"[It means] they get to understand the business: what our concerns and issues are, in the context of them being able to be more effective if they have access to the bank. This is opposed to what might be regarded as a commodity-type relationship where you have an arm's length view," Morris says.

Common Ground

Centrelink created an alliance with Andersen Consulting in June 1999 after inviting two of the 20 companies which responded to its expression of interest to prepare detailed proposals for a complex and primary systems integration project.

While Andersen and rival IBM GSA were developing their proposals over an eight-week period, Centrelink gave them facilitated access to selected Centrelink staff to ensure they fully understood its requirements. CIO Jane Treadwell says this proved an excellent way to assess the compatibility of the two organisations under consideration. "The process was really sound. You actually get to open up to the companies and have quite a number of discussions about expectations."

Andersen evaluated Centrelink's business and technological readiness and identified key issues for resolution. Centrelink evaluated whether it could work with Andersen and whether it would be able to draw on the supplier's competencies. "There was a really strong sussing out on both sides," Treadwell says. "We did quite a bit of research and all of the companies and all of the case studies say that it relies on personalities and a willingness to actually see each other's side. You can have as tight a contract as you like, but if there isn't trust and a willingness to cooperate and actually understand the environment from two perspectives, you're into stiff negotiations and contract management changes.

"The other thing is that many of the large IT companies are telling us that the transition or the initial days are pretty tough, and that it might take two years to actually get to an absolutely wonderful relationship," she says.

Treadwell points out that while it is important the contract specifies what is to be delivered, there's little point in spending hours negotiating on a penalty when you could be spending the time on fixing the problem. So instead of investing heavily in developing a black-letter contract, Centrelink has focused on building an improvement process into the relationship and identifying areas which can be improved.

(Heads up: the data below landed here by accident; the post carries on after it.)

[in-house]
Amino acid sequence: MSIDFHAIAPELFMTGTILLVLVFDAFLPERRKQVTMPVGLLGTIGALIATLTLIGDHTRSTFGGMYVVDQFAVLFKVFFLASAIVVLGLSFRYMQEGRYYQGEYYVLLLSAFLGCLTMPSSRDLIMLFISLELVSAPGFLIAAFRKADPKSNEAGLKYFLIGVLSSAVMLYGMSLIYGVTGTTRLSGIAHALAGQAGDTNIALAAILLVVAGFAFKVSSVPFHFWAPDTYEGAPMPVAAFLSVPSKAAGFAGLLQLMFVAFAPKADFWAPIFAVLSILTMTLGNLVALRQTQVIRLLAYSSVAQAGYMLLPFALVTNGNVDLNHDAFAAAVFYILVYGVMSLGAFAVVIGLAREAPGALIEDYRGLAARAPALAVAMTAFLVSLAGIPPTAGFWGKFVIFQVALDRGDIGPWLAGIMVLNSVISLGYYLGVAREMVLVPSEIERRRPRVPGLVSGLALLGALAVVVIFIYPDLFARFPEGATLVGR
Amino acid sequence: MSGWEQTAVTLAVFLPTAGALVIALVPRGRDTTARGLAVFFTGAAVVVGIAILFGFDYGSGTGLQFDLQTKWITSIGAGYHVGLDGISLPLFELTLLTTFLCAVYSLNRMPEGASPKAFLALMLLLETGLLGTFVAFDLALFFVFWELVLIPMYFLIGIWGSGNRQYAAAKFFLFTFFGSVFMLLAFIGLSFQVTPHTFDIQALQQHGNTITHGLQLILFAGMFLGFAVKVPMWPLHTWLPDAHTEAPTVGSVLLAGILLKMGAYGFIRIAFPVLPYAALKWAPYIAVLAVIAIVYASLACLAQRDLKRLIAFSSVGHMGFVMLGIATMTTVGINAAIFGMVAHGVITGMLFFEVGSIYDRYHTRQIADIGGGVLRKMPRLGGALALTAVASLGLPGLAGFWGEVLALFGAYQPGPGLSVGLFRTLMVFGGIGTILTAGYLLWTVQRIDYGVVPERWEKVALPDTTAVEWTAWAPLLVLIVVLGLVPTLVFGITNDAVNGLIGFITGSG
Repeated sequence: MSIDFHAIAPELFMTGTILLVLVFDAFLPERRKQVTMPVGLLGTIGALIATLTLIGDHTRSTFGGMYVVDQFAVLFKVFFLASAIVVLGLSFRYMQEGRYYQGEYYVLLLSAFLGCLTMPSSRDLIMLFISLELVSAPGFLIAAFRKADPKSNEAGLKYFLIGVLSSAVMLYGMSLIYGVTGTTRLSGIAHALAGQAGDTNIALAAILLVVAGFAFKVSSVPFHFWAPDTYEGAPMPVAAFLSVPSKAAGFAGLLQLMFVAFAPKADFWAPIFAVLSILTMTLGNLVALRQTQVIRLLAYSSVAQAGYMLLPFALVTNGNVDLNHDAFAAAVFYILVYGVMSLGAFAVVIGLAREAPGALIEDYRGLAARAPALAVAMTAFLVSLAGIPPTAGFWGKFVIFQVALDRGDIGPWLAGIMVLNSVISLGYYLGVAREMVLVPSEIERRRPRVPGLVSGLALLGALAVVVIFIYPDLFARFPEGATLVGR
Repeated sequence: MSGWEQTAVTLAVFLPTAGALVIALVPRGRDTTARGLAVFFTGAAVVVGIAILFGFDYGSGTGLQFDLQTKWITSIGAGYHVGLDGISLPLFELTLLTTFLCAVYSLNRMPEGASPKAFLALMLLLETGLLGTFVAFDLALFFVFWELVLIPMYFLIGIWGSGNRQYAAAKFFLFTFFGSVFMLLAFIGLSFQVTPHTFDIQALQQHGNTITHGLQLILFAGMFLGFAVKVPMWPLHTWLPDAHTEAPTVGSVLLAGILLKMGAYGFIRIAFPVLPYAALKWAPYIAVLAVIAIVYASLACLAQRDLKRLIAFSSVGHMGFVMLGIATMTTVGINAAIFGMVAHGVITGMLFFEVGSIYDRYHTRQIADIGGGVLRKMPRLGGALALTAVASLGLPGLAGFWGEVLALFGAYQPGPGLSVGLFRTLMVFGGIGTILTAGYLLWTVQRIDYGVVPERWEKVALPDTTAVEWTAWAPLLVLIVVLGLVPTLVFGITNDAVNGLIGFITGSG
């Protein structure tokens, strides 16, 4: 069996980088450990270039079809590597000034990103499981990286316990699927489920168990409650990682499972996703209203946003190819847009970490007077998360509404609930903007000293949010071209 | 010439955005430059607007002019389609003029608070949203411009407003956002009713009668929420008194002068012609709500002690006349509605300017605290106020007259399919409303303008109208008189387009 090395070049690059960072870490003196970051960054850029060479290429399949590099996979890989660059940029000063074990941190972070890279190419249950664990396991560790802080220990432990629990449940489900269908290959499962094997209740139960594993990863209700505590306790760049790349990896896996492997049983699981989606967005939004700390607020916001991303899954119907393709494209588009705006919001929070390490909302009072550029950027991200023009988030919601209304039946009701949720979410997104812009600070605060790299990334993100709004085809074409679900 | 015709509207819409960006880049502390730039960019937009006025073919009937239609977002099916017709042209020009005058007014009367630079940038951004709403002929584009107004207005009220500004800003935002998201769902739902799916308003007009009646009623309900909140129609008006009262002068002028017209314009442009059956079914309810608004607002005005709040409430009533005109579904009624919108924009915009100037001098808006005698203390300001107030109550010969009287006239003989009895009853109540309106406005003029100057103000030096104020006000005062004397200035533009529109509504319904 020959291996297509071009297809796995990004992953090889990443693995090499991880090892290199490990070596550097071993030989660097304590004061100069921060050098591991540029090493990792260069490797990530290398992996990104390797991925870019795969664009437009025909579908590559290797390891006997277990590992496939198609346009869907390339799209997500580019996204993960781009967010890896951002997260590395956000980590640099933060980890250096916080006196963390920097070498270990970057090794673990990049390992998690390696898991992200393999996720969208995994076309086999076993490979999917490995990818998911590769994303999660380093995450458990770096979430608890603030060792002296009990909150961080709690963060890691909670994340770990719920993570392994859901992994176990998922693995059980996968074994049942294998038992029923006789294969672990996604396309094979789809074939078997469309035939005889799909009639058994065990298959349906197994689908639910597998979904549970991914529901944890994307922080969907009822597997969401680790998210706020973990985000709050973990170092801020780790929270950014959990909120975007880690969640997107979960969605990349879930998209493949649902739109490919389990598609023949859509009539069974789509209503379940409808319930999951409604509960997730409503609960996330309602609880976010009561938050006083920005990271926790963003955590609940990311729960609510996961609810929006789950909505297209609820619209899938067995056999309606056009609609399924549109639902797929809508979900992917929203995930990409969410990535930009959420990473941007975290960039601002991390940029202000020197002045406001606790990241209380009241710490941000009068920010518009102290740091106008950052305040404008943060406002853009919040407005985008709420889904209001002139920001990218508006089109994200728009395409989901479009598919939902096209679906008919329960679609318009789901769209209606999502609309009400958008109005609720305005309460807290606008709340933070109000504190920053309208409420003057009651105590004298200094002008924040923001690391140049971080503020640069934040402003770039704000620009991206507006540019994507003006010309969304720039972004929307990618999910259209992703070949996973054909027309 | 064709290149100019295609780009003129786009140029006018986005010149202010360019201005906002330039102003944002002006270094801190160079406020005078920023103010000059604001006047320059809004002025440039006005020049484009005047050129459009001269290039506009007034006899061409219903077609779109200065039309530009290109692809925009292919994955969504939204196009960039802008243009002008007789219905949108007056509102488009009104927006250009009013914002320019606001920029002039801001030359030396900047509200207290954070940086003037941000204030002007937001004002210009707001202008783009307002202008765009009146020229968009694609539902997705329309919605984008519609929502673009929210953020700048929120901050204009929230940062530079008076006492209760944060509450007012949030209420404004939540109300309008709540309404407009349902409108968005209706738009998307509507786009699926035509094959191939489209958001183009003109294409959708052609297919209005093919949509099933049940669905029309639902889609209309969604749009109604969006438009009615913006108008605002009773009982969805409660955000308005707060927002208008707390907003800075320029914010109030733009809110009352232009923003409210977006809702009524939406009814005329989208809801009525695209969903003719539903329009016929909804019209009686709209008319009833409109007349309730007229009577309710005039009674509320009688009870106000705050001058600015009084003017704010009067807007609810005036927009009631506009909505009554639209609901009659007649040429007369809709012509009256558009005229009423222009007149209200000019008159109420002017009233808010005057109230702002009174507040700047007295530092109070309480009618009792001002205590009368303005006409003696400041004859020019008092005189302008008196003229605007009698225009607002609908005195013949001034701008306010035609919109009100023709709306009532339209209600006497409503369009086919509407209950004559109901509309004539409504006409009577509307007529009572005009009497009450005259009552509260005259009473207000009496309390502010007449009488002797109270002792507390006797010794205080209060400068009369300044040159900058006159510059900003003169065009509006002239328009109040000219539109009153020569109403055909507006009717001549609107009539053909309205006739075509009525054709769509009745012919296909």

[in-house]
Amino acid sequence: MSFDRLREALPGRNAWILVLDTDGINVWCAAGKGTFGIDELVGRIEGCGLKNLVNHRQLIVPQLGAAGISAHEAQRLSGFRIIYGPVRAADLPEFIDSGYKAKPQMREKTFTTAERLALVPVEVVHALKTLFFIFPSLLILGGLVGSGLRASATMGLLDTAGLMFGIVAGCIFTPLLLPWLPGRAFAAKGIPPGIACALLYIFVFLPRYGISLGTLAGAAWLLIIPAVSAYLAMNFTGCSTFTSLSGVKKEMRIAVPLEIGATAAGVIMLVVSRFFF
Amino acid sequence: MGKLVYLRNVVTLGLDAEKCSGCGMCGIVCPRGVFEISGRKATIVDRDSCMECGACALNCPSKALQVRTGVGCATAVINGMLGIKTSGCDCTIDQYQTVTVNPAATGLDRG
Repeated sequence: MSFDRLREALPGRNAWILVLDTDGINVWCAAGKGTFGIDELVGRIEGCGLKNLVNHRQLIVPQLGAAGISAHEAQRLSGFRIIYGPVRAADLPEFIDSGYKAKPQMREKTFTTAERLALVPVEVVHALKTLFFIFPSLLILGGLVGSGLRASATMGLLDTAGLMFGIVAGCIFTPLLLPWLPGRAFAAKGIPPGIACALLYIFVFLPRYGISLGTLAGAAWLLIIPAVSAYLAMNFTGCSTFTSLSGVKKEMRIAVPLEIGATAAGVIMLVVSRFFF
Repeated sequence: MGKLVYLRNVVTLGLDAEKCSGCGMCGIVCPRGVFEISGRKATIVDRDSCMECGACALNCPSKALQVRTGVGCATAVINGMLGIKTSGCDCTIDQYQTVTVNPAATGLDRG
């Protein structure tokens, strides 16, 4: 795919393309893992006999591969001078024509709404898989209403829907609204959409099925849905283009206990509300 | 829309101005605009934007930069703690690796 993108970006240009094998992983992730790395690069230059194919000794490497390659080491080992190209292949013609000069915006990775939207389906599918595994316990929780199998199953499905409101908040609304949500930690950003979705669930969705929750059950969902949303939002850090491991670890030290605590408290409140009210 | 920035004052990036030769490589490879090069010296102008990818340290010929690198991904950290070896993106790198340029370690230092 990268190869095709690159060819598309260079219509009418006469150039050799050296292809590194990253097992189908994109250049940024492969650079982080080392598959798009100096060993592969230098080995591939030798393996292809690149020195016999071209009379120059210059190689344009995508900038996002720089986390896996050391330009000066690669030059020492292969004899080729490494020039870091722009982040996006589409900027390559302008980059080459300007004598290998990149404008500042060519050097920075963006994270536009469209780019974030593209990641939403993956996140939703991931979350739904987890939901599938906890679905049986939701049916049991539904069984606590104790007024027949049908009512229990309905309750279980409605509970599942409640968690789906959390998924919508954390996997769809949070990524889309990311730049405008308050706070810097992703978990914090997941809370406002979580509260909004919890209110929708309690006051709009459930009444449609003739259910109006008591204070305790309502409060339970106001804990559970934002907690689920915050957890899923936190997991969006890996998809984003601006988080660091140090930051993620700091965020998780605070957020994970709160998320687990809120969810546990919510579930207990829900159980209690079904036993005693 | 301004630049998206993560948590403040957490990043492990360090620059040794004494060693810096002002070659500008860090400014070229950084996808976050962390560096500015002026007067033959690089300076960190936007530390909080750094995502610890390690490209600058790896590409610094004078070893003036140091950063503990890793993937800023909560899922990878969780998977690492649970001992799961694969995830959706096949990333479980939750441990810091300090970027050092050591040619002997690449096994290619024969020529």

Minimising Risk

Black-letter contracts may hinder more than help when it comes to setting up a strategic partnership, says Fred Balboni, PricewaterhouseCoopers Asia Pacific IT systems integration practice leader. However, organisations still need to spell out quite clearly just who is to be accountable for what, he says. While organisations are getting better at building partnerships, some have yet to come to terms with the need to spell out the accountabilities and responsibilities of each of the parties involved, Balboni says. That failure means it is still quite common to blow scope in a partnership model, he says.

In the classic outsourcing model, all the risk shifts to the external service provider, who is left to manage scope, budget, and delivery. The fact that the organisation is holding that external service provider wholly accountable makes it difficult to vary any of those elements. In a partnership model, by contrast, both the CIO and the external service provider take some responsibility and both accountability and scope control can be diminished.